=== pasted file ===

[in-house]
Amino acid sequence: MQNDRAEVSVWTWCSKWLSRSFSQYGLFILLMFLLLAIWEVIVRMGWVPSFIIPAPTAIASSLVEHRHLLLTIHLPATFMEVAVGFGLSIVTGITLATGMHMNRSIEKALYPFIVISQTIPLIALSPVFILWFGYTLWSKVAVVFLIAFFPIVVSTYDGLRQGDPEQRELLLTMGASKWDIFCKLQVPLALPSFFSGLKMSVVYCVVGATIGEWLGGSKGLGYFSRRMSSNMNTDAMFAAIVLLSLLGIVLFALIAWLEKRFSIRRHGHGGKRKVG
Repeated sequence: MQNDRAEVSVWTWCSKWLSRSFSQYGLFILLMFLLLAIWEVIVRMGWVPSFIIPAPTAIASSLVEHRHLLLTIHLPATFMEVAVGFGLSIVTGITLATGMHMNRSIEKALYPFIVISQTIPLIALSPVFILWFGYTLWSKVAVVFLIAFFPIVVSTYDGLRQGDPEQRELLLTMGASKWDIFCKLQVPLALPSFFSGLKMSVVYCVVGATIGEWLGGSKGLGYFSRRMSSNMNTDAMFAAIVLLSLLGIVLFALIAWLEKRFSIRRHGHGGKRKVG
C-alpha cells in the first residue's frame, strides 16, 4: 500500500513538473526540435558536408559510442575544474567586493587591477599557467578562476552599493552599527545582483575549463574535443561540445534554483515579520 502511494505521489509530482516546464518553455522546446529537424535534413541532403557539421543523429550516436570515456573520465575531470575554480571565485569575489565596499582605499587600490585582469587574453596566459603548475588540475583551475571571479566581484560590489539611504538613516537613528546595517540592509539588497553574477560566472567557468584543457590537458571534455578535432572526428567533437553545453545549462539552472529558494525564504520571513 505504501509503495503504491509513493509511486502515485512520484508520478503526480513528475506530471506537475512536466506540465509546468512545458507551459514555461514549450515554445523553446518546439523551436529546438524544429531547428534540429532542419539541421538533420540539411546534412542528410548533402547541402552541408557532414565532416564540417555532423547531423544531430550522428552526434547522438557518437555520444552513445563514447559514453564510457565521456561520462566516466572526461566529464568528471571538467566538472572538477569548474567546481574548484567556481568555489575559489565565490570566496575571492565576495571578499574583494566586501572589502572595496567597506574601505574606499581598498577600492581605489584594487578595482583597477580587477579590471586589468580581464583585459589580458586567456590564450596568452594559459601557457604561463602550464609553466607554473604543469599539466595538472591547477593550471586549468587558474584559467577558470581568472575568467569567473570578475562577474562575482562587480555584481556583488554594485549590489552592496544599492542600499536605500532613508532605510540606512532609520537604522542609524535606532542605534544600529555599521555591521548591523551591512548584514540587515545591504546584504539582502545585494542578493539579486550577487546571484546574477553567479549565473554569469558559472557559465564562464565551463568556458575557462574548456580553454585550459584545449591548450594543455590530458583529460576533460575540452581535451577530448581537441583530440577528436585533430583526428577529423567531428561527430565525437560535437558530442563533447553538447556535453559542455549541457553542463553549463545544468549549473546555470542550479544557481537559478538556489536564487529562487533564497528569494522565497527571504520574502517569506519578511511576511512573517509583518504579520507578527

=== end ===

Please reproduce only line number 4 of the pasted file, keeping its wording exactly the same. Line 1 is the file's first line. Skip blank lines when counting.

C-alpha cells in the first residue's frame, strides 16, 4: 500500500513538473526540435558536408559510442575544474567586493587591477599557467578562476552599493552599527545582483575549463574535443561540445534554483515579520 502511494505521489509530482516546464518553455522546446529537424535534413541532403557539421543523429550516436570515456573520465575531470575554480571565485569575489565596499582605499587600490585582469587574453596566459603548475588540475583551475571571479566581484560590489539611504538613516537613528546595517540592509539588497553574477560566472567557468584543457590537458571534455578535432572526428567533437553545453545549462539552472529558494525564504520571513 505504501509503495503504491509513493509511486502515485512520484508520478503526480513528475506530471506537475512536466506540465509546468512545458507551459514555461514549450515554445523553446518546439523551436529546438524544429531547428534540429532542419539541421538533420540539411546534412542528410548533402547541402552541408557532414565532416564540417555532423547531423544531430550522428552526434547522438557518437555520444552513445563514447559514453564510457565521456561520462566516466572526461566529464568528471571538467566538472572538477569548474567546481574548484567556481568555489575559489565565490570566496575571492565576495571578499574583494566586501572589502572595496567597506574601505574606499581598498577600492581605489584594487578595482583597477580587477579590471586589468580581464583585459589580458586567456590564450596568452594559459601557457604561463602550464609553466607554473604543469599539466595538472591547477593550471586549468587558474584559467577558470581568472575568467569567473570578475562577474562575482562587480555584481556583488554594485549590489552592496544599492542600499536605500532613508532605510540606512532609520537604522542609524535606532542605534544600529555599521555591521548591523551591512548584514540587515545591504546584504539582502545585494542578493539579486550577487546571484546574477553567479549565473554569469558559472557559465564562464565551463568556458575557462574548456580553454585550459584545449591548450594543455590530458583529460576533460575540452581535451577530448581537441583530440577528436585533430583526428577529423567531428561527430565525437560535437558530442563533447553538447556535453559542455549541457553542463553549463545544468549549473546555470542550479544557481537559478538556489536564487529562487533564497528569494522565497527571504520574502517569506519578511511576511512573517509583518504579520507578527